7. What’s it like today for a fisherman coming into the harbor with his catch? Does the fisherman sell some of his catch to the restaurant owners? And does the balance go to the wholesaler? Is the wholesaler on the pier?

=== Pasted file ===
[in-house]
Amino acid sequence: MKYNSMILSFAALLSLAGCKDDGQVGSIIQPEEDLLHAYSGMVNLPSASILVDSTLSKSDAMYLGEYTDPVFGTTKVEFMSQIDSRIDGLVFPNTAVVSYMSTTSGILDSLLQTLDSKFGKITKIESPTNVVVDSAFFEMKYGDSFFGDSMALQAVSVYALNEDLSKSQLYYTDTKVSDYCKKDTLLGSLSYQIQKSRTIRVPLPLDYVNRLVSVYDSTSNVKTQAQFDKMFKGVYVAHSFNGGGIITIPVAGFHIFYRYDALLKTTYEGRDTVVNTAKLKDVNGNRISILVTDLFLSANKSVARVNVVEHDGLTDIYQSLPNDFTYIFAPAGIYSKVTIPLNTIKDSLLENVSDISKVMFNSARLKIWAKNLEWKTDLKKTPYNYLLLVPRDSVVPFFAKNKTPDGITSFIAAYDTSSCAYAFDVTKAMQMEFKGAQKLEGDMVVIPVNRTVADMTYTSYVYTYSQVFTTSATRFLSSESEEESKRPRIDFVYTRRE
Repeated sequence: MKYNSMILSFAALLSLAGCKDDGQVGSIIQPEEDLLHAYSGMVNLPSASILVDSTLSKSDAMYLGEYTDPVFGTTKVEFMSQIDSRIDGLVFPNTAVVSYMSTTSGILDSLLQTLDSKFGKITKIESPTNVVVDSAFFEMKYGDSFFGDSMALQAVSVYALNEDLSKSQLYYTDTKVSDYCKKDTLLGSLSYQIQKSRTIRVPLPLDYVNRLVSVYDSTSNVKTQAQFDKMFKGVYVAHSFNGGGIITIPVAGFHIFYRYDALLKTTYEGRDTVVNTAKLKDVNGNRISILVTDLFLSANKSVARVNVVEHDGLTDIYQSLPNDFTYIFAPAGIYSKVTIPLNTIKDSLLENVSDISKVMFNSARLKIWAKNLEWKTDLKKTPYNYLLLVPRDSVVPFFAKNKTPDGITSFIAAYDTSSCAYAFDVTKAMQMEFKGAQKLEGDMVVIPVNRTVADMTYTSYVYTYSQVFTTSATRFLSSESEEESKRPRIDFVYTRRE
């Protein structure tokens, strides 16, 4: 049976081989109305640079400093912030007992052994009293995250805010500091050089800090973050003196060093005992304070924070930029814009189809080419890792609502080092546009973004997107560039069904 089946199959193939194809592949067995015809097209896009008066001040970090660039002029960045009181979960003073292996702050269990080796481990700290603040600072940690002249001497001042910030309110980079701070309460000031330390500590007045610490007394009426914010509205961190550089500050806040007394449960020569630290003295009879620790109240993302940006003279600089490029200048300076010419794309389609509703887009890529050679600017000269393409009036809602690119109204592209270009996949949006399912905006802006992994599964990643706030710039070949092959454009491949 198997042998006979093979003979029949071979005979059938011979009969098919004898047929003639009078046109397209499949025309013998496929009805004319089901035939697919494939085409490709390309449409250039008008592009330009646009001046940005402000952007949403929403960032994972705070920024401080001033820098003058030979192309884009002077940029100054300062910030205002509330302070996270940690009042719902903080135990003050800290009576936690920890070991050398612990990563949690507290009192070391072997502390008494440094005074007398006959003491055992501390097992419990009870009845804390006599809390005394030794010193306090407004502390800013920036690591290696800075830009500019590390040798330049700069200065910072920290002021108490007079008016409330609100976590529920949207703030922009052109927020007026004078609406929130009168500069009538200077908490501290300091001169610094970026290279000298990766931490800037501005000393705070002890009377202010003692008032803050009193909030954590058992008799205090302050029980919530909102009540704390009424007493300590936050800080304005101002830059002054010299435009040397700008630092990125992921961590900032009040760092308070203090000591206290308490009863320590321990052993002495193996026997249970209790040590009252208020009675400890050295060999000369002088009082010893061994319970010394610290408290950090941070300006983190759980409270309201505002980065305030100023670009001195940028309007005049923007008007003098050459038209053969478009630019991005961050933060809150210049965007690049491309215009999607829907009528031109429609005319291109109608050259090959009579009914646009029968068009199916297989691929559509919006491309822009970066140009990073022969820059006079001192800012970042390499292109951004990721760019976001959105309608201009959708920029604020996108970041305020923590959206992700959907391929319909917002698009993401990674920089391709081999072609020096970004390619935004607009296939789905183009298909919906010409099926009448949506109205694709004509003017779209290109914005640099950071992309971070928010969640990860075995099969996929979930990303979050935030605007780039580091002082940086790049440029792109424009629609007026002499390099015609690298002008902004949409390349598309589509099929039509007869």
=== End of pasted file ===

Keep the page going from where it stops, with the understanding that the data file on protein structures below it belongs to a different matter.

RT: You know, it’s been a few years since I delivered fish into Princeton. Based, however, on what I hear described by friends in the business, not much has changed. Most fishermen go fishing and sell to one particular wholesaler. Guys will switch around sometimes, but usually they get one buyer and stick with him, or her. It becomes a working relationship. Though it has become more popular for fishermen to sell their product from right off the boat–that’s actually been going on for years. Particularly with albacore and crab. That is because the albacore can be held, frozen, on board for quite sometime, and the crab can be live-tanked for a week or so, too. This allows a fisherman to go fishing when the weather’s good, then sit on the boat during the rough seas and sell for a higher price. And, yes, the wholesalers occupy that building out on the very end of the pier. Each wholesaler will control one hoist. The hoists are imperative for unloading fish.